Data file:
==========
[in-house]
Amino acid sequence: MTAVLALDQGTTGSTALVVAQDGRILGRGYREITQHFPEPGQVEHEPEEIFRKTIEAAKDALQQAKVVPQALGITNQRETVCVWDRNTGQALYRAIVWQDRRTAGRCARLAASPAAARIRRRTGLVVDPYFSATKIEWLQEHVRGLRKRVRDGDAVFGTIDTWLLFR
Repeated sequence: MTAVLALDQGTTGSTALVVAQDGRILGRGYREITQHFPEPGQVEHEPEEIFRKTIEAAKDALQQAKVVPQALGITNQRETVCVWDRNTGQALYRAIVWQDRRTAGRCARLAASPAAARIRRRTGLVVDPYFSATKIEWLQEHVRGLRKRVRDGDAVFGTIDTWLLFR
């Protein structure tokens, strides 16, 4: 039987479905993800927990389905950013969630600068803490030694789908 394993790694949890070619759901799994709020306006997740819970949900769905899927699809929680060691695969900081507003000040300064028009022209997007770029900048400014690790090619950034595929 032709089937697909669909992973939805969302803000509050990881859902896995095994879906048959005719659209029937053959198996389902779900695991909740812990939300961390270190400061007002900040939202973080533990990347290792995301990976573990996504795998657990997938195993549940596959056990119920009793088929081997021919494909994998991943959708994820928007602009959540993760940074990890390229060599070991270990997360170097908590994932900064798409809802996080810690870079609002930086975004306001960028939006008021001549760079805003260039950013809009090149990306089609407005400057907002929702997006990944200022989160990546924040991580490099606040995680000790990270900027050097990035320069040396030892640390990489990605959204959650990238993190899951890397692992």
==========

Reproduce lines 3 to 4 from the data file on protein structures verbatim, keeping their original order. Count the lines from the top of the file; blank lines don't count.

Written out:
Repeated sequence: MTAVLALDQGTTGSTALVVAQDGRILGRGYREITQHFPEPGQVEHEPEEIFRKTIEAAKDALQQAKVVPQALGITNQRETVCVWDRNTGQALYRAIVWQDRRTAGRCARLAASPAAARIRRRTGLVVDPYFSATKIEWLQEHVRGLRKRVRDGDAVFGTIDTWLLFR
């Protein structure tokens, strides 16, 4: 039987479905993800927990389905950013969630600068803490030694789908 394993790694949890070619759901799994709020306006997740819970949900769905899927699809929680060691695969900081507003000040300064028009022209997007770029900048400014690790090619950034595929 032709089937697909669909992973939805969302803000509050990881859902896995095994879906048959005719659209029937053959198996389902779900695991909740812990939300961390270190400061007002900040939202973080533990990347290792995301990976573990996504795998657990997938195993549940596959056990119920009793088929081997021919494909994998991943959708994820928007602009959540993760940074990890390229060599070991270990997360170097908590994932900064798409809802996080810690870079609002930086975004306001960028939006008021001549760079805003260039950013809009090149990306089609407005400057907002929702997006990944200022989160990546924040991580490099606040995680000790990270900027050097990035320069040396030892640390990489990605959204959650990238993190899951890397692992």